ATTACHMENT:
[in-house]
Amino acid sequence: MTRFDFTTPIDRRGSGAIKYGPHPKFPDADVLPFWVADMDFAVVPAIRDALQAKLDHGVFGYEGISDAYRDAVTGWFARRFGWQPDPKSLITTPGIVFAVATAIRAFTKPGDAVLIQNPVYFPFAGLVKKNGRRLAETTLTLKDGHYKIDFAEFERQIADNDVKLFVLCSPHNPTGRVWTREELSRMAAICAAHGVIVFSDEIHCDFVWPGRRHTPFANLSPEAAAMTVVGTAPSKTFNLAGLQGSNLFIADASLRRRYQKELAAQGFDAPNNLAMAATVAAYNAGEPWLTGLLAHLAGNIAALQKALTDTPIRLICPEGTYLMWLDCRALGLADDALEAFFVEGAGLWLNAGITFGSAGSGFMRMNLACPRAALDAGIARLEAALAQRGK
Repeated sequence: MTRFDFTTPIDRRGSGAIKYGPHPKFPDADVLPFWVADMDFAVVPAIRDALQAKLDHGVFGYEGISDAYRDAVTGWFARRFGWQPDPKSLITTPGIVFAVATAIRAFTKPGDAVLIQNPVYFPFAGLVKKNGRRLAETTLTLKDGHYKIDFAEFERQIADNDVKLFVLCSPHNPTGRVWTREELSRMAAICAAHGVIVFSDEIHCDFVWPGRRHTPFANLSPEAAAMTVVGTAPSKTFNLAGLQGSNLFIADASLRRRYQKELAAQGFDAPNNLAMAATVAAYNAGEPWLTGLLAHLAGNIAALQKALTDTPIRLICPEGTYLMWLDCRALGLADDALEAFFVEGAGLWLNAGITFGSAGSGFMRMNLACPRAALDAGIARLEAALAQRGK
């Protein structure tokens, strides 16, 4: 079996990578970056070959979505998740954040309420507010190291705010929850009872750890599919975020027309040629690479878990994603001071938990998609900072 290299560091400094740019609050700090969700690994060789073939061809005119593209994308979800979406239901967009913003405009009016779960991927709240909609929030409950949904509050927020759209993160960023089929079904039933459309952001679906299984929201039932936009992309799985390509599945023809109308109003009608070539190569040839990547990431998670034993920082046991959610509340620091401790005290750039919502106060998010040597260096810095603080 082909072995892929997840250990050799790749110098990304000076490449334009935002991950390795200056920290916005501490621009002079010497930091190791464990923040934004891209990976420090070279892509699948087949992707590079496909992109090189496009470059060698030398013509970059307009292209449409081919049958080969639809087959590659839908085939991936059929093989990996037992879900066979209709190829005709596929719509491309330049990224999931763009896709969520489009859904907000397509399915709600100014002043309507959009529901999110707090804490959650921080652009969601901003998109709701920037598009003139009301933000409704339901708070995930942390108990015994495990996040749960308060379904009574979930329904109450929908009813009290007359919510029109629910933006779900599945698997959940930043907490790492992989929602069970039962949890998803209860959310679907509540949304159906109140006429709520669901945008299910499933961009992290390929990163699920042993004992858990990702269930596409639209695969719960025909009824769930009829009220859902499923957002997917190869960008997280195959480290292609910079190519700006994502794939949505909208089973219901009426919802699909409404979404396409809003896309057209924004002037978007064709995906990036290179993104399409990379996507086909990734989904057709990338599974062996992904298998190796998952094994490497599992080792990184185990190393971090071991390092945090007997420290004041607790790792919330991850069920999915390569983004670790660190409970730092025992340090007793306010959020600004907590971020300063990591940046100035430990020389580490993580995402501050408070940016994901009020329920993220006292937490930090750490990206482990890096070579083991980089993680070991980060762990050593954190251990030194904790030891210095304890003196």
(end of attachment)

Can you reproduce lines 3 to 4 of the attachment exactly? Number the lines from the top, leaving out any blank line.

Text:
Repeated sequence: MTRFDFTTPIDRRGSGAIKYGPHPKFPDADVLPFWVADMDFAVVPAIRDALQAKLDHGVFGYEGISDAYRDAVTGWFARRFGWQPDPKSLITTPGIVFAVATAIRAFTKPGDAVLIQNPVYFPFAGLVKKNGRRLAETTLTLKDGHYKIDFAEFERQIADNDVKLFVLCSPHNPTGRVWTREELSRMAAICAAHGVIVFSDEIHCDFVWPGRRHTPFANLSPEAAAMTVVGTAPSKTFNLAGLQGSNLFIADASLRRRYQKELAAQGFDAPNNLAMAATVAAYNAGEPWLTGLLAHLAGNIAALQKALTDTPIRLICPEGTYLMWLDCRALGLADDALEAFFVEGAGLWLNAGITFGSAGSGFMRMNLACPRAALDAGIARLEAALAQRGK
């Protein structure tokens, strides 16, 4: 079996990578970056070959979505998740954040309420507010190291705010929850009872750890599919975020027309040629690479878990994603001071938990998609900072 290299560091400094740019609050700090969700690994060789073939061809005119593209994308979800979406239901967009913003405009009016779960991927709240909609929030409950949904509050927020759209993160960023089929079904039933459309952001679906299984929201039932936009992309799985390509599945023809109308109003009608070539190569040839990547990431998670034993920082046991959610509340620091401790005290750039919502106060998010040597260096810095603080 082909072995892929997840250990050799790749110098990304000076490449334009935002991950390795200056920290916005501490621009002079010497930091190791464990923040934004891209990976420090070279892509699948087949992707590079496909992109090189496009470059060698030398013509970059307009292209449409081919049958080969639809087959590659839908085939991936059929093989990996037992879900066979209709190829005709596929719509491309330049990224999931763009896709969520489009859904907000397509399915709600100014002043309507959009529901999110707090804490959650921080652009969601901003998109709701920037598009003139009301933000409704339901708070995930942390108990015994495990996040749960308060379904009574979930329904109450929908009813009290007359919510029109629910933006779900599945698997959940930043907490790492992989929602069970039962949890998803209860959310679907509540949304159906109140006429709520669901945008299910499933961009992290390929990163699920042993004992858990990702269930596409639209695969719960025909009824769930009829009220859902499923957002997917190869960008997280195959480290292609910079190519700006994502794939949505909208089973219901009426919802699909409404979404396409809003896309057209924004002037978007064709995906990036290179993104399409990379996507086909990734989904057709990338599974062996992904298998190796998952094994490497599992080792990184185990190393971090071991390092945090007997420290004041607790790792919330991850069920999915390569983004670790660190409970730092025992340090007793306010959020600004907590971020300063990591940046100035430990020389580490993580995402501050408070940016994901009020329920993220006292937490930090750490990206482990890096070579083991980089993680070991980060762990050593954190251990030194904790030891210095304890003196």